Monthly Archives: April 2014

Still in Need of Comfort Food? Roast a Chicken.

With a chill still in the air, I was in the mood for comfort food last night. Thus, the inspiration for roasted chicken with potatoes and carrots.

For this recipe, I use a roasting chicken of about 5 pounds. Remove the giblets and stuff with half a lemon and several sprigs of fresh thyme. Slice Yukon Gold potatoes (I use three medium ones for two people) and peel and slice a small bunch of carrots.


Drizzle the chicken and vegetables with the juice of the other half of the lemon and extra virgin olive oil. Season with sea salt and fresh ground pepper as well as additional sprigs of thyme. Roast in an oven preheated to 425 degrees for about 1½ hours. While the chicken is roasting, use a large spoon to move around the vegetables so that they become coated with the pan juices, and spoon the juices onto the chicken. Determine whether the chicken is cooked by cutting between the thigh and breast to see if the liquid runs clear.

Chicken Thigh

My husband and I typically eat the thighs and legs and a small amount of white meat for dinner, leaving most of the white meat for lunches. To use the remaining chicken for a salad, pick the meat from the bones and pull it apart into chunks. Squeeze some balsamic glaze on the chicken and season with salt and pepper. Also, mix in some pecans for a little crunch. Store in the refrigerator until ready to toss with some arugula for a light lunch.

Enjoy your roasted chicken for dinner and beyond!



Whole Fish for Dinner

One of my favorite dinners to prepare as the weather gets warmer is whole fish on the grill.  Most recently, I purchased two different fish – a branzino (the fish featured on most Italian restaurant menus these days) and a daurade (I prefer to use the French name for what those in the U.S. call sea bream).  I ask the fishmonger to scale and gut the fish but to leave the head and tail.  My husband and I prefer leaving the head and tail on as they help to make a nice fish stock later.

To prepare the fish, make a pocket using aluminum foil and season the fish with sea salt and fresh ground pepper along with a drizzle of extra virgin olive oil.  Also add freshly squeezed lemon juice and place several slices of lemon and herbs in the cavity.  After seasoning the fish, close the pocket of foil tightly to prevent any steam from escaping and drying out the fish.  Fish the size of the branzino and daurade should take about 12 – 15 minutes to cook on medium heat on a gas grill.


For a sweet starch to accompany the fish, I sliced and sautéed a ripe plantain in extra virgin olive oil until the slices turned golden brown on each side.  And, for a peppery green on the plate, I added fresh watercress tossed with a hot pepper oil and sea salt.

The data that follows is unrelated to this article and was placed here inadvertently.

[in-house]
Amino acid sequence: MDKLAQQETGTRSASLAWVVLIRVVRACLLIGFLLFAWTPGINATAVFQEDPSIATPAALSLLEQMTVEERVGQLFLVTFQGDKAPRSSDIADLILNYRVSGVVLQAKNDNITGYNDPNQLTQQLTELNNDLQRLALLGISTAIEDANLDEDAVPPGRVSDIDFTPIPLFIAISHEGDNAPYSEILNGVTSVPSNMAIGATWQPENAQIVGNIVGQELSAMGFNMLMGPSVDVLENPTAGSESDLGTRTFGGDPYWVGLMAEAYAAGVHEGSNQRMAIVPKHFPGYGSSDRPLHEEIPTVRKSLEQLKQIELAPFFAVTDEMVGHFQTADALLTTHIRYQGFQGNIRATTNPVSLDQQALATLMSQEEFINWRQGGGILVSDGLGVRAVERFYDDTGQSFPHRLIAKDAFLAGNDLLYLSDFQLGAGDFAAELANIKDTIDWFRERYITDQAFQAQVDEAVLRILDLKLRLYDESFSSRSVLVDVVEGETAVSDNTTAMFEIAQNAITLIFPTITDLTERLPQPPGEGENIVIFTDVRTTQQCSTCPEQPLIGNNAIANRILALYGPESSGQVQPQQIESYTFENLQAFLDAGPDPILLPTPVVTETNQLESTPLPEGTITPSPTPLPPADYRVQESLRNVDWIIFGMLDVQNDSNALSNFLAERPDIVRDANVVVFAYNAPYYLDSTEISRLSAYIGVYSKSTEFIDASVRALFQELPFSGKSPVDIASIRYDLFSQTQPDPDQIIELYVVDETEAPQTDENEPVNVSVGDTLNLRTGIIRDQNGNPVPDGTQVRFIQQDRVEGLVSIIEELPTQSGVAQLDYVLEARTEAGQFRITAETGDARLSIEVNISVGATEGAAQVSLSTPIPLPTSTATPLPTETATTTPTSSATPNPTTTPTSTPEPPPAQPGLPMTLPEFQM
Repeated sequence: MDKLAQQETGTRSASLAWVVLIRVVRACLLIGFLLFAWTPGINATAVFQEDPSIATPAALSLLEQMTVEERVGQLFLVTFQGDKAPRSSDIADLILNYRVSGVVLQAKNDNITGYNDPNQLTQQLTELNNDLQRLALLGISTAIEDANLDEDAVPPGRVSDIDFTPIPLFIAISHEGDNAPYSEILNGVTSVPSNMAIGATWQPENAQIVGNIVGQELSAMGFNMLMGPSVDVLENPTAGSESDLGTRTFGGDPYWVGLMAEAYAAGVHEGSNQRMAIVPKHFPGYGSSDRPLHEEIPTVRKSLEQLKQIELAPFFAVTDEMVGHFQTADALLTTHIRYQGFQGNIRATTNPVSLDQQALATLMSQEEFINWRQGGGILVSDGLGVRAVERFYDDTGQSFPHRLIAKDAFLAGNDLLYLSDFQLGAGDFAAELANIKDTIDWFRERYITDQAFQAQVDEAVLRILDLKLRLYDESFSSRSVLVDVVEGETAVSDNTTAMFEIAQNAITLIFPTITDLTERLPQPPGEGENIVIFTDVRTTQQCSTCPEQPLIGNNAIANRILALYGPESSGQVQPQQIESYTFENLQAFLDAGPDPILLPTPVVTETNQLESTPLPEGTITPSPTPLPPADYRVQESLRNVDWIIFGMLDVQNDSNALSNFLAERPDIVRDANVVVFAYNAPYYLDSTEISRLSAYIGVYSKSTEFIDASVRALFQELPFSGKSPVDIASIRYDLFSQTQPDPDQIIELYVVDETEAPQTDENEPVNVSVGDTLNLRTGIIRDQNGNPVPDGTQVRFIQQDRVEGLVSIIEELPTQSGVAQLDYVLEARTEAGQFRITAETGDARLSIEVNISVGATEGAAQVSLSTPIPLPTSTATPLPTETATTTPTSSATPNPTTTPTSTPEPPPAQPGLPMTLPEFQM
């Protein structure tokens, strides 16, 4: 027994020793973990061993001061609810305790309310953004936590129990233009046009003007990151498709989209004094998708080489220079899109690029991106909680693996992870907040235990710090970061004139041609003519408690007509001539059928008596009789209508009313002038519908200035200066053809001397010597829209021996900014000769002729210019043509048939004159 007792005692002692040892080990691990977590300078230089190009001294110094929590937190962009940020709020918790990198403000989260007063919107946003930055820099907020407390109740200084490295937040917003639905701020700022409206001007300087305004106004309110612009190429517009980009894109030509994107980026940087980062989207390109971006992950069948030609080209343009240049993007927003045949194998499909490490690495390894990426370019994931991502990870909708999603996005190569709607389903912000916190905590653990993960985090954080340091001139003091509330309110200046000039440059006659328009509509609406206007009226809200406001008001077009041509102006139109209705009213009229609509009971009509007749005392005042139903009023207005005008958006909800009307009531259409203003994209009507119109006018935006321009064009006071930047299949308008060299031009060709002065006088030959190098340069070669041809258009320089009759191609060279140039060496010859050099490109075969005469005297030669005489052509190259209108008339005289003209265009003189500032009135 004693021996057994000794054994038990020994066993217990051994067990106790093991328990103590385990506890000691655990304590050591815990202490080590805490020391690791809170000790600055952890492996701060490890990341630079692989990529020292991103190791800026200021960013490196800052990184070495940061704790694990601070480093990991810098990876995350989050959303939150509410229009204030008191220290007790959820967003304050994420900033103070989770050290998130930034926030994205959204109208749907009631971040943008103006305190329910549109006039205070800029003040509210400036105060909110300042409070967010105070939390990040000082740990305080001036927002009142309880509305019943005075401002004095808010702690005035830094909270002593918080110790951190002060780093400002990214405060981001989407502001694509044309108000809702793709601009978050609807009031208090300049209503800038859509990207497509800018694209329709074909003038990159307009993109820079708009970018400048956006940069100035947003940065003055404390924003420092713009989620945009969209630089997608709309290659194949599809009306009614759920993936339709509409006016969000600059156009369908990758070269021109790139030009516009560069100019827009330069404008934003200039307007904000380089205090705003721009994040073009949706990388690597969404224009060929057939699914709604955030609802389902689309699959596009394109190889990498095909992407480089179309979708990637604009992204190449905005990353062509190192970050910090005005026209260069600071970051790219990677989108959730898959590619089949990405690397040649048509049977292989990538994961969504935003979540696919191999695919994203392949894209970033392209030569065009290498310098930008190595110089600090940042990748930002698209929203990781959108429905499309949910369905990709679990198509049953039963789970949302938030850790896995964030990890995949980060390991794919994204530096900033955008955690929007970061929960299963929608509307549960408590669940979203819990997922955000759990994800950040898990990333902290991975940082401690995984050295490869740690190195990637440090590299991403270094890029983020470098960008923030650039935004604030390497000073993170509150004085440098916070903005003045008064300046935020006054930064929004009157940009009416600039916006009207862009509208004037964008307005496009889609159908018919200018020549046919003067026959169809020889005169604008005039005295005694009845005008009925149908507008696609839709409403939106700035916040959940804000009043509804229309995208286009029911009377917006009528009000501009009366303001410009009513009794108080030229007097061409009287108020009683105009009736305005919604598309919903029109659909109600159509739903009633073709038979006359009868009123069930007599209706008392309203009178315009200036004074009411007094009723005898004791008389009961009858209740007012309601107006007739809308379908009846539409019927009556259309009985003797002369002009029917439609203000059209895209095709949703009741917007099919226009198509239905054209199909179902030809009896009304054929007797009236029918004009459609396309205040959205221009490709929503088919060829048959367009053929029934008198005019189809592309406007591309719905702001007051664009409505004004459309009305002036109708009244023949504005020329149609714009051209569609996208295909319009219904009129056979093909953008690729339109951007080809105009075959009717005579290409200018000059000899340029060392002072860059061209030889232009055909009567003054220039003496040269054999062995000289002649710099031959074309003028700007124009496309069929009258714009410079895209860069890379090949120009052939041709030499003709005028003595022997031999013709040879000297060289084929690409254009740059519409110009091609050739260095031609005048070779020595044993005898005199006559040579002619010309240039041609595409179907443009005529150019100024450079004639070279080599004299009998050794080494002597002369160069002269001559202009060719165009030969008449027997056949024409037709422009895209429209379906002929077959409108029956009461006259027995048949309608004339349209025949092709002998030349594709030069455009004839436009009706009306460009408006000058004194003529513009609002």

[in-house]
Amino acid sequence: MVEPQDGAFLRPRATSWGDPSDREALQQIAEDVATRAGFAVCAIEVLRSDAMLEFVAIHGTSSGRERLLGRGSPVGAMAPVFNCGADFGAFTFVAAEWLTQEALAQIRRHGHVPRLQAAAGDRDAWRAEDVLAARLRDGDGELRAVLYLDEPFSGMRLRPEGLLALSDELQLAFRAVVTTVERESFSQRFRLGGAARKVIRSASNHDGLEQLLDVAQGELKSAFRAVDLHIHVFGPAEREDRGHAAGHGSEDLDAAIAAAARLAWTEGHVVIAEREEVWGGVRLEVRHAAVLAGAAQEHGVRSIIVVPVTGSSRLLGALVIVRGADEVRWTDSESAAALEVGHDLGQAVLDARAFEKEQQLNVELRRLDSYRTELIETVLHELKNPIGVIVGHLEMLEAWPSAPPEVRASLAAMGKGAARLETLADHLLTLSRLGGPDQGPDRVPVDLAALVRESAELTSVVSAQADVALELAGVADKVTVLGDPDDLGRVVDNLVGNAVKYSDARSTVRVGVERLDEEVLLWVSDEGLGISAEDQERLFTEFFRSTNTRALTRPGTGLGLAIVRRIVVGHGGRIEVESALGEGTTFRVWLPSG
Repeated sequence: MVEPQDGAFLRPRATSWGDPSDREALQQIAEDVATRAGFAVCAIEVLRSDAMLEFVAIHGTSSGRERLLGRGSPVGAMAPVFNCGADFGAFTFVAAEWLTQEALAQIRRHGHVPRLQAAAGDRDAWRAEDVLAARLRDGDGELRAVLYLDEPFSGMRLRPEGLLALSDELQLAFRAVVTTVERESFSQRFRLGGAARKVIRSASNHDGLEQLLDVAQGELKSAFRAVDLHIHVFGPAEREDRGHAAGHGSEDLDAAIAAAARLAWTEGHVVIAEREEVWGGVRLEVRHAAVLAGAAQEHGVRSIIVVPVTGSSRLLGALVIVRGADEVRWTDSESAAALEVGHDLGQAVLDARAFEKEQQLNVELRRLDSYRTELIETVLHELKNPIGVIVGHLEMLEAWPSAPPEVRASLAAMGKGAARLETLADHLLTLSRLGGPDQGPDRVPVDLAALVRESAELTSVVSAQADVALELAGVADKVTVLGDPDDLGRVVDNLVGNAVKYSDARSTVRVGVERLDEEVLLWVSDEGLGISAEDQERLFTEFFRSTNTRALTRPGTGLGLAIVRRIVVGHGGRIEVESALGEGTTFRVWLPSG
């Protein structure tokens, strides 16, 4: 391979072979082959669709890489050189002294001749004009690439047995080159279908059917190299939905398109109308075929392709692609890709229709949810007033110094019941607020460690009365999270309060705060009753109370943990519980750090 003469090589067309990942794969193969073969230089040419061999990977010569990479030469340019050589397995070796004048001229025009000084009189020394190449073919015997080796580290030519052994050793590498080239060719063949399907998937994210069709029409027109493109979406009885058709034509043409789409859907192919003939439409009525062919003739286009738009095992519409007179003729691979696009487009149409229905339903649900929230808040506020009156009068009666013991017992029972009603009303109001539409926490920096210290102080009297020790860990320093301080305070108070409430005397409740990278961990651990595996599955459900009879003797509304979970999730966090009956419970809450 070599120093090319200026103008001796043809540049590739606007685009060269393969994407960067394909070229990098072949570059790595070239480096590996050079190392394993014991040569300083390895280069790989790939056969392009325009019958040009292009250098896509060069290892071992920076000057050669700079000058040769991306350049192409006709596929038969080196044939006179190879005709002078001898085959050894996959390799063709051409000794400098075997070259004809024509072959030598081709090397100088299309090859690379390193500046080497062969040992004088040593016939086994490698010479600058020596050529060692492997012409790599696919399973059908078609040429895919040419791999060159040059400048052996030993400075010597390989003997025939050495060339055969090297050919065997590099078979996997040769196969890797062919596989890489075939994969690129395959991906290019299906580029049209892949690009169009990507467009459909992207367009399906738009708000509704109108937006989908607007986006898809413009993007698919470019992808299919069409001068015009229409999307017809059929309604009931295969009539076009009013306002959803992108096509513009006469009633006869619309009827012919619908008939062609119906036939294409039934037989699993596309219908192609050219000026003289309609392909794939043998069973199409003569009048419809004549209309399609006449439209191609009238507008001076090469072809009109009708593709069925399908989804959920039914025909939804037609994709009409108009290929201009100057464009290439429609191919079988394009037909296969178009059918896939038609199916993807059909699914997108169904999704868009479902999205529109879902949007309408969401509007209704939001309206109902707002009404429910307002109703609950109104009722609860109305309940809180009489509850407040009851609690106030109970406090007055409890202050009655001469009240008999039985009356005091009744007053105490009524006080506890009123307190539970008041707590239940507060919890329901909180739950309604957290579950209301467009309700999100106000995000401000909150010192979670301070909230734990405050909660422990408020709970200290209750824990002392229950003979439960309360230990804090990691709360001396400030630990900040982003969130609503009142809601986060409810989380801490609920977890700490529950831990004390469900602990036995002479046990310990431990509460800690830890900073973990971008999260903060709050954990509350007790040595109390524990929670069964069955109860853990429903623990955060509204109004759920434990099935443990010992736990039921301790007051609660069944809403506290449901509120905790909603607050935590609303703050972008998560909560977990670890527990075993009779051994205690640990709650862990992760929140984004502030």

The next time you see a whole fish at the fish market – whether a branzino, red snapper or Spanish mackerel – consider this simple but tasty preparation.

Cooked Fish

Not Your Spring Spiral

Please enjoy my April edition of The Judicial Palate!

Not Your Spring Spiral

This article originally appeared in the April 2014 issue of The Journal of the Delaware State Bar Association, a publication of the Delaware State Bar Association. Copyright © Delaware State Bar Association 2014.  All rights reserved. Reprinted with permission.


Fiddleheads for Dinner

April marks the beginning of fiddlehead fern season.   This is the time of year to enjoy those lovely fern fronds before they unfurl – on your plate.   To celebrate the first sighting of fiddleheads this year (at Whole Foods), we decided to feature them with a risotto for last night’s dinner.

To prep the risotto, bring about 32 ounces of chicken stock to a boil, then reduce the heat to simmer. Slice several cloves of garlic and cipollini onions and sauté them in extra virgin olive oil in a risotto pan. When the onions start to become translucent, stir in one cup of Arborio rice, coating the rice with the oil.

Onions cooking

Add a large ladle of stock to the rice to begin the absorption process. Keep the heat on medium low so as not to scorch the rice, and keep stirring with a large wooden spoon. Continue to add more stock ladle by ladle, and continue stirring for about 25 minutes or until the rice is not hard in the center.   In addition to the stock, add freshly squeezed lemon juice and some splashes of white wine or Prosecco for extra flavor.  When the rice is cooked, stir in half a cup of grated Parmesan cheese, turn off the heat and cover.

Risotto Cooking

To prepare the fiddleheads, thoroughly rinse and cut off the ends of the stems. Blanch the fiddleheads by placing them in boiling water for a minute and then running them under cold water. Do not sauté the fiddleheads until the risotto is almost finished as they only take a few minutes – you want them to retain their crunchiness. Sauté the fiddleheads in extra virgin olive oil for about three minutes and add some sea salt and freshly ground pepper. I also added some Piment d’Espelette for some red color and mild heat.


To serve, spoon the risotto into a pasta bowl and top with the beautiful fiddleheads and crushed red pepper. This is a light, tasty dish that is fun to prepare – consider opening a bottle of red to aid in the stirring.